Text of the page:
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The benefit of using a cohort
I am working on a large project and I am stuck on whether I should use cohort in variant calling or call samples individually.
Here are my sample info:
- Cohort f42: 42 female Caucasian
- Among the 42, s1 and s5 are NA12878
- All samples were sequenced by the same vendor using Agilent v4pUTR exome capturing kit.
- Mean exome sequencing depth: f42: ~80 for each sample; s1: 108; s5:70
- Golden standard: Genome in a Bottle (GIB) NA12878 calling set; bed file is the intersection of GIB bed file and v4pUTR region.
My comparison results on SNP:
Table 1: cohort vs individual calling performance cohort filter Sample NRS NRD OGC f42 filter s5 0.920 0.003 0.997 s5 filter s5 0.937 0.001 0.999 f42 filter s1 0.921 0.002 0.998 s1 filter s1 0.945 0.001 0.999 f42 noFilter s5 0.932 0.003 0.997 s5 noFilter s5 0.947 0.001 0.999 f42 noFilter s1 0.934 0.003 0.997 s1 noFilter s1 0.951 0.001 0.999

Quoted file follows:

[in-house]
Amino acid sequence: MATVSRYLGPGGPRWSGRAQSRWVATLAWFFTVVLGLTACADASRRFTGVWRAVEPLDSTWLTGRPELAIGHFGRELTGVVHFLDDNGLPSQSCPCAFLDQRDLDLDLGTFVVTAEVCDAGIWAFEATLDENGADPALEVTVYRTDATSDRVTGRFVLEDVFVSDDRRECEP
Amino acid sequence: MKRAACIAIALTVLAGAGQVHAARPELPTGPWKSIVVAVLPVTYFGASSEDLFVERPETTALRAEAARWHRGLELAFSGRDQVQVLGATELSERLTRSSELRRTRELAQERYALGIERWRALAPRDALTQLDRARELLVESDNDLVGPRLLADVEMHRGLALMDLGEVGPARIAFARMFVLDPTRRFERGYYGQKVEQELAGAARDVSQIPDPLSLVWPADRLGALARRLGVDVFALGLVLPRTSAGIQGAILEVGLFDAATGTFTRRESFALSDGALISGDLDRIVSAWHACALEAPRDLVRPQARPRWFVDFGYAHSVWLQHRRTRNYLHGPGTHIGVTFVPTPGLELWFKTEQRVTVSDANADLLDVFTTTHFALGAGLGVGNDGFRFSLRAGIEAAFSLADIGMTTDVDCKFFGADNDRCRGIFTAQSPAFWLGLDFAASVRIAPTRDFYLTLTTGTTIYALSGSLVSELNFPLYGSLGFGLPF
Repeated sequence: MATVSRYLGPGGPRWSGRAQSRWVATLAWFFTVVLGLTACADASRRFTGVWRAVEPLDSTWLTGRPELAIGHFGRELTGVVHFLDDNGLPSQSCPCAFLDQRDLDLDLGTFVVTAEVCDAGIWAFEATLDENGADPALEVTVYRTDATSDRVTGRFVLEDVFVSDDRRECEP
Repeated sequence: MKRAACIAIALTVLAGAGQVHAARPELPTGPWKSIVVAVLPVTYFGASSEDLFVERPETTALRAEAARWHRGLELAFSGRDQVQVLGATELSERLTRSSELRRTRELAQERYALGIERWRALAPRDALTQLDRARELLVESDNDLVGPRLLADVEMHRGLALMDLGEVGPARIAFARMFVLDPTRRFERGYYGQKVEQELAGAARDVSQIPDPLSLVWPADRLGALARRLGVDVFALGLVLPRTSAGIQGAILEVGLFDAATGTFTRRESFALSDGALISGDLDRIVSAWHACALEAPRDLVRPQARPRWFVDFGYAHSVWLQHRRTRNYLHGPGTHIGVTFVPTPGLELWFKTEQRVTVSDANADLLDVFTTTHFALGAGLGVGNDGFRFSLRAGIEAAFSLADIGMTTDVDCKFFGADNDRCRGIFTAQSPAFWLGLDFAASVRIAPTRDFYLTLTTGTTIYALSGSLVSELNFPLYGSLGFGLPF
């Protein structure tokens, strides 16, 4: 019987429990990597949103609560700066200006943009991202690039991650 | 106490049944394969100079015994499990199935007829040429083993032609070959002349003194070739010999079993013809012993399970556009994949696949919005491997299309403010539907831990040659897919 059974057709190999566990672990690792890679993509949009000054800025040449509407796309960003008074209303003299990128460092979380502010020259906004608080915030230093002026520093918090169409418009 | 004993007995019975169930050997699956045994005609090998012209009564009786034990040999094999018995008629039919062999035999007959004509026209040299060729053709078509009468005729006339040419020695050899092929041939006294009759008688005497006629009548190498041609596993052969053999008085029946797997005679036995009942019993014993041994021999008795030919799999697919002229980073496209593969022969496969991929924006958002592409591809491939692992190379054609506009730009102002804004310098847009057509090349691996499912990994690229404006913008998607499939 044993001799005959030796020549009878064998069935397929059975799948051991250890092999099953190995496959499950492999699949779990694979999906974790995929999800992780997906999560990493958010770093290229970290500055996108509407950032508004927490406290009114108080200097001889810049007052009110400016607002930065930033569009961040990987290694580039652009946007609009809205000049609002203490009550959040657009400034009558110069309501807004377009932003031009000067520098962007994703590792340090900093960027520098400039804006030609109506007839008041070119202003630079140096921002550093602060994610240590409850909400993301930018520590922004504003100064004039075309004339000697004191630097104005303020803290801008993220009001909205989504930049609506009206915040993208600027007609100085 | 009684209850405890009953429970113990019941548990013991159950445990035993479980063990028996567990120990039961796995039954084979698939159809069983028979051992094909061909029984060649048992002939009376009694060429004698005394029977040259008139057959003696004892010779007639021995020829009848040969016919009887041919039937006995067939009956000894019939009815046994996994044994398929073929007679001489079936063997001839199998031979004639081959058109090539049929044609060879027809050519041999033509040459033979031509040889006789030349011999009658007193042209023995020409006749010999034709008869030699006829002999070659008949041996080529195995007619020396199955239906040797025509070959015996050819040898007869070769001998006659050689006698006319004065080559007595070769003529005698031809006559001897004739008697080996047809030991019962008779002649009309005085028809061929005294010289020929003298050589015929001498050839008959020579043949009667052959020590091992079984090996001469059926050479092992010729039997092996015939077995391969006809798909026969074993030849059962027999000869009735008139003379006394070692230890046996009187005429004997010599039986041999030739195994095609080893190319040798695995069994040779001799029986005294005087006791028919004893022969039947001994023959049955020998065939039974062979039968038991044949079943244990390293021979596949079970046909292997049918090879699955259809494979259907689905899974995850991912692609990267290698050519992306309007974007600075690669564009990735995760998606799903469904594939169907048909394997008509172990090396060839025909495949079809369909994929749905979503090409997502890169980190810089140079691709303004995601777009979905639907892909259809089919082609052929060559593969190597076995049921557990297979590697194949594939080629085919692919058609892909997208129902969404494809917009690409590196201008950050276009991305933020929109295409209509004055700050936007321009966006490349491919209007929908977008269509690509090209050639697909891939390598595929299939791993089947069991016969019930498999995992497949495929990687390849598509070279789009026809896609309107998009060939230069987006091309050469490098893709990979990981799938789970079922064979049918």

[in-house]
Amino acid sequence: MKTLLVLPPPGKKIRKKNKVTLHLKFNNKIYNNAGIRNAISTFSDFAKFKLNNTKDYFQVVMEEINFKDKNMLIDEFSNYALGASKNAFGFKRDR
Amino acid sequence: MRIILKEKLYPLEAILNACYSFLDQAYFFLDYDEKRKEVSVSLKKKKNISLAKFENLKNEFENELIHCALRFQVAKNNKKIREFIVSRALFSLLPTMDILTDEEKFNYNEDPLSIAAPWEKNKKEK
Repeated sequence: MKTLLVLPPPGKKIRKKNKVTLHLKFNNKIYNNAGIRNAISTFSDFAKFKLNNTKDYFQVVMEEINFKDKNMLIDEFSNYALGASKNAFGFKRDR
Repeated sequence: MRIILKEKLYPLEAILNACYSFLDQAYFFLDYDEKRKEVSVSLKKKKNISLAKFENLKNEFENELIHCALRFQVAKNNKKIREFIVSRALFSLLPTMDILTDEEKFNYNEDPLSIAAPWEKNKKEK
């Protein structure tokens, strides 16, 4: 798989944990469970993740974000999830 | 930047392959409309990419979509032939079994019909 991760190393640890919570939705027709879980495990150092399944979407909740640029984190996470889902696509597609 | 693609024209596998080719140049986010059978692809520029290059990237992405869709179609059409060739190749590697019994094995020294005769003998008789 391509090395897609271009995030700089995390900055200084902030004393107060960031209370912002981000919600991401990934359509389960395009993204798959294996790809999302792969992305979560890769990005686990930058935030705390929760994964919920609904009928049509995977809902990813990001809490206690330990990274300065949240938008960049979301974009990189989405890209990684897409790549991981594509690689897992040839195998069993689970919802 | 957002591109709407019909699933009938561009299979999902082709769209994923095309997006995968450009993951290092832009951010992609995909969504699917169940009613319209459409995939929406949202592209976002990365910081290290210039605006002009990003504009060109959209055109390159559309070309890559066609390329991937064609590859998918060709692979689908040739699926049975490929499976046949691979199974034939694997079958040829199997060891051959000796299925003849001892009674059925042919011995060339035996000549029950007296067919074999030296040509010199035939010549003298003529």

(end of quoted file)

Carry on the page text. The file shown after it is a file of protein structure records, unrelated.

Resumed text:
1. NRS: Non-Reference Sensitivity; NRD: Non-Reference Discrepancy; OGC: OverallGenotype Concordance;
2. cohort s5 means calling s5 individually
I do not see a filter option with VariantEval, so I suppose the following results are for all the called sites
Table 2. Number of variants and Presence in dbSNP cohort sample variants novelSites f42 s5 41,978 48 s5 s5 42,714 47 f42 s1 42,042 77 s1 s1 43,088 68 Table 3. Number of common and unique variants in cohort and individual calling sample cohort 1 cohort 2 intersection unique 1 unique 2 s5 f42 s5 41,284 694 1430 s1 f42 s1 41,653 389 1435
Basically, the three tables suggest the following:
Cohort calling leads to lower calling sensitivity and concordance rate, higher discrepancy rate, and fewer called variants, although it does find more novel sites.
Did I do something wrong here or the benefit of a cohort does not apply to samples at 80X depth? The papers demonstrating improved accuracy in multi-sample calling use samples of low depth, such as 4X. Did anyone check that on deeply sequenced samples?
I appreciate any comments!